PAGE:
Paying for an international public good


Economists generally agree on the following two principles:

  • For the purposes of analysis, it is possible to separate equity from efficiency. This implies that all emitters, regardless of whether they are rich or poor, should pay the full social costs of their actions. From this perspective, corrective (Pigouvian) taxes should be applied uniformly (see carbon tax#Economic theory). It has been suggested that countries over the average per person emissions be carbon taxed and the funds raised given to countries under the average.
  • It is inappropriate to redress all equity issues through climate change policies. However, climate change itself should not aggravate existing inequalities between different regions.

Some early studies suggested that a uniform carbon tax would be a fair and efficient way of reducing emissions. A carbon tax is a Pigouvian tax, and taxes fuels based on their carbon content. A literature assessment by Banuri et al. summarized criticisms of such a system:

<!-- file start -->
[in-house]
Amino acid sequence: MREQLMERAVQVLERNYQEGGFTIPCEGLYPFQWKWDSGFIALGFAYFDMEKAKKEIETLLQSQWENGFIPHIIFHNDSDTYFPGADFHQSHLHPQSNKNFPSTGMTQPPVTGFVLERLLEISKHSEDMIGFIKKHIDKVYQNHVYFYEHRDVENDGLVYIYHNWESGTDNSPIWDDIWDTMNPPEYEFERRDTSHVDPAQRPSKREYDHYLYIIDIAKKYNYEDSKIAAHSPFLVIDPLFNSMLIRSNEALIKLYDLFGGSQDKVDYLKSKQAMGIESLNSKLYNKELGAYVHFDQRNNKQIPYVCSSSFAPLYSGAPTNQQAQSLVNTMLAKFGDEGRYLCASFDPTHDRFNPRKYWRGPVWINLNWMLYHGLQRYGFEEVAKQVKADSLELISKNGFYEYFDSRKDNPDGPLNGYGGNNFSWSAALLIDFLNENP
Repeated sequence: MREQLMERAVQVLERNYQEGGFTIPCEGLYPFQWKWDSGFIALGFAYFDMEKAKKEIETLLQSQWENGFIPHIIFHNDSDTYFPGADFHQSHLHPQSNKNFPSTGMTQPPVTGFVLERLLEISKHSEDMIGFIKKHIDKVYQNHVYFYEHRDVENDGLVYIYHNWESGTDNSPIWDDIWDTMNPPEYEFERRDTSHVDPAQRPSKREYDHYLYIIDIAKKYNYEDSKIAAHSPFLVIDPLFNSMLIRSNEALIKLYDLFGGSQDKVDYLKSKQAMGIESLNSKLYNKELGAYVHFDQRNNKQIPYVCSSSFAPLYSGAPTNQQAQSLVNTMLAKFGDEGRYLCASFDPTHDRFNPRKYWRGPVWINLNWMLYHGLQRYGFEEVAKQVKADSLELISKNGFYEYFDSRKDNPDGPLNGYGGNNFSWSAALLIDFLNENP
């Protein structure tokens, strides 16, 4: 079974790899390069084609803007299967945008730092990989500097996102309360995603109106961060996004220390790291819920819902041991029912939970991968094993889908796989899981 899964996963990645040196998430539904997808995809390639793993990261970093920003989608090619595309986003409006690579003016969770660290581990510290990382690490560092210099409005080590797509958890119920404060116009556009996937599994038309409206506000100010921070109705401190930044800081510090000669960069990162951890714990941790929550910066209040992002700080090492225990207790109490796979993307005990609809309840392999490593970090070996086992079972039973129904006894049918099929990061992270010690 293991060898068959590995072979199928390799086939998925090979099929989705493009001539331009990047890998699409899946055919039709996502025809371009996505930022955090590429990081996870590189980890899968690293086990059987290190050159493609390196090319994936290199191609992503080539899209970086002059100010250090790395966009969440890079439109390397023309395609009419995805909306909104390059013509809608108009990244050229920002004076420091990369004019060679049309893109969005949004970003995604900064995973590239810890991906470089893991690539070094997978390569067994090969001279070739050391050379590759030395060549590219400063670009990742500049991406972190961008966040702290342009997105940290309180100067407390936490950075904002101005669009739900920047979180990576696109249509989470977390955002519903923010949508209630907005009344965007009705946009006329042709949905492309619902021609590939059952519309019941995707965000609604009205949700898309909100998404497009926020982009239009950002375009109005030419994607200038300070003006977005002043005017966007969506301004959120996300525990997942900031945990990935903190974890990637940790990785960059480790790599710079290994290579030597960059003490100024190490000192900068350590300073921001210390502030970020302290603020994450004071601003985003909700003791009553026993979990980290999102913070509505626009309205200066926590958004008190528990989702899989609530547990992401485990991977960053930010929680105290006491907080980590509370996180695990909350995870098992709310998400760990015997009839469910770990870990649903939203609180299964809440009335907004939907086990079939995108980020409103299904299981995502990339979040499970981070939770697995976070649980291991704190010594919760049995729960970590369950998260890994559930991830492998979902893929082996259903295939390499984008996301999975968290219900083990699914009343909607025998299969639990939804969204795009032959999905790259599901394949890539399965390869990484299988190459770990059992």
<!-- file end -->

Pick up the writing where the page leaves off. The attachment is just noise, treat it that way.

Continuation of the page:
• A carbon tax would impose different burdens on countries due to existing differences in tax structures, resource endowments, and development.
  • Most observers argue that such a tax would not be fair because of differences in historical emissions and current wealth.
  • A uniform carbon tax would not be Pareto efficient unless lump sum transfers were made between countries. Pareto efficiency requires that the carbon tax would not make any countries worse off than they would be without the tax Also, at least one country would need to be better off.